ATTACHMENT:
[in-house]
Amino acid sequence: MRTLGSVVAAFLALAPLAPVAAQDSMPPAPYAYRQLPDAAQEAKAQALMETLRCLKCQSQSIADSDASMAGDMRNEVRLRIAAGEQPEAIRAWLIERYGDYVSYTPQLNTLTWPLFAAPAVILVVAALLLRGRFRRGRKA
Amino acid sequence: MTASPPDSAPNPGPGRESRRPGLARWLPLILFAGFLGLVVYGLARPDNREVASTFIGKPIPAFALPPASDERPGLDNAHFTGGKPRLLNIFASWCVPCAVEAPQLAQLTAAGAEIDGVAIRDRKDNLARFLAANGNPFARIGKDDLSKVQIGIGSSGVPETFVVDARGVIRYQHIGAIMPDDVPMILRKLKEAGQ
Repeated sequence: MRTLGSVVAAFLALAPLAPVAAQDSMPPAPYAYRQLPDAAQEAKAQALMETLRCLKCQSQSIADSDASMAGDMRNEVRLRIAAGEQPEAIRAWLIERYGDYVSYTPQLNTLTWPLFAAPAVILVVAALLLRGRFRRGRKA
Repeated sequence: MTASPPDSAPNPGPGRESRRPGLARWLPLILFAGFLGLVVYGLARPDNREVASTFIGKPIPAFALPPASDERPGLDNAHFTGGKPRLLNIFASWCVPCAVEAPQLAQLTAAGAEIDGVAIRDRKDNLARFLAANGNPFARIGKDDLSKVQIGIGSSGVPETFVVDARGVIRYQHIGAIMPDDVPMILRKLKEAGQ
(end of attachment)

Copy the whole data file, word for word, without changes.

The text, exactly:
[in-house]
Amino acid sequence: MRTLGSVVAAFLALAPLAPVAAQDSMPPAPYAYRQLPDAAQEAKAQALMETLRCLKCQSQSIADSDASMAGDMRNEVRLRIAAGEQPEAIRAWLIERYGDYVSYTPQLNTLTWPLFAAPAVILVVAALLLRGRFRRGRKA
Amino acid sequence: MTASPPDSAPNPGPGRESRRPGLARWLPLILFAGFLGLVVYGLARPDNREVASTFIGKPIPAFALPPASDERPGLDNAHFTGGKPRLLNIFASWCVPCAVEAPQLAQLTAAGAEIDGVAIRDRKDNLARFLAANGNPFARIGKDDLSKVQIGIGSSGVPETFVVDARGVIRYQHIGAIMPDDVPMILRKLKEAGQ
Repeated sequence: MRTLGSVVAAFLALAPLAPVAAQDSMPPAPYAYRQLPDAAQEAKAQALMETLRCLKCQSQSIADSDASMAGDMRNEVRLRIAAGEQPEAIRAWLIERYGDYVSYTPQLNTLTWPLFAAPAVILVVAALLLRGRFRRGRKA
Repeated sequence: MTASPPDSAPNPGPGRESRRPGLARWLPLILFAGFLGLVVYGLARPDNREVASTFIGKPIPAFALPPASDERPGLDNAHFTGGKPRLLNIFASWCVPCAVEAPQLAQLTAAGAEIDGVAIRDRKDNLARFLAANGNPFARIGKDDLSKVQIGIGSSGVPETFVVDARGVIRYQHIGAIMPDDVPMILRKLKEAGQ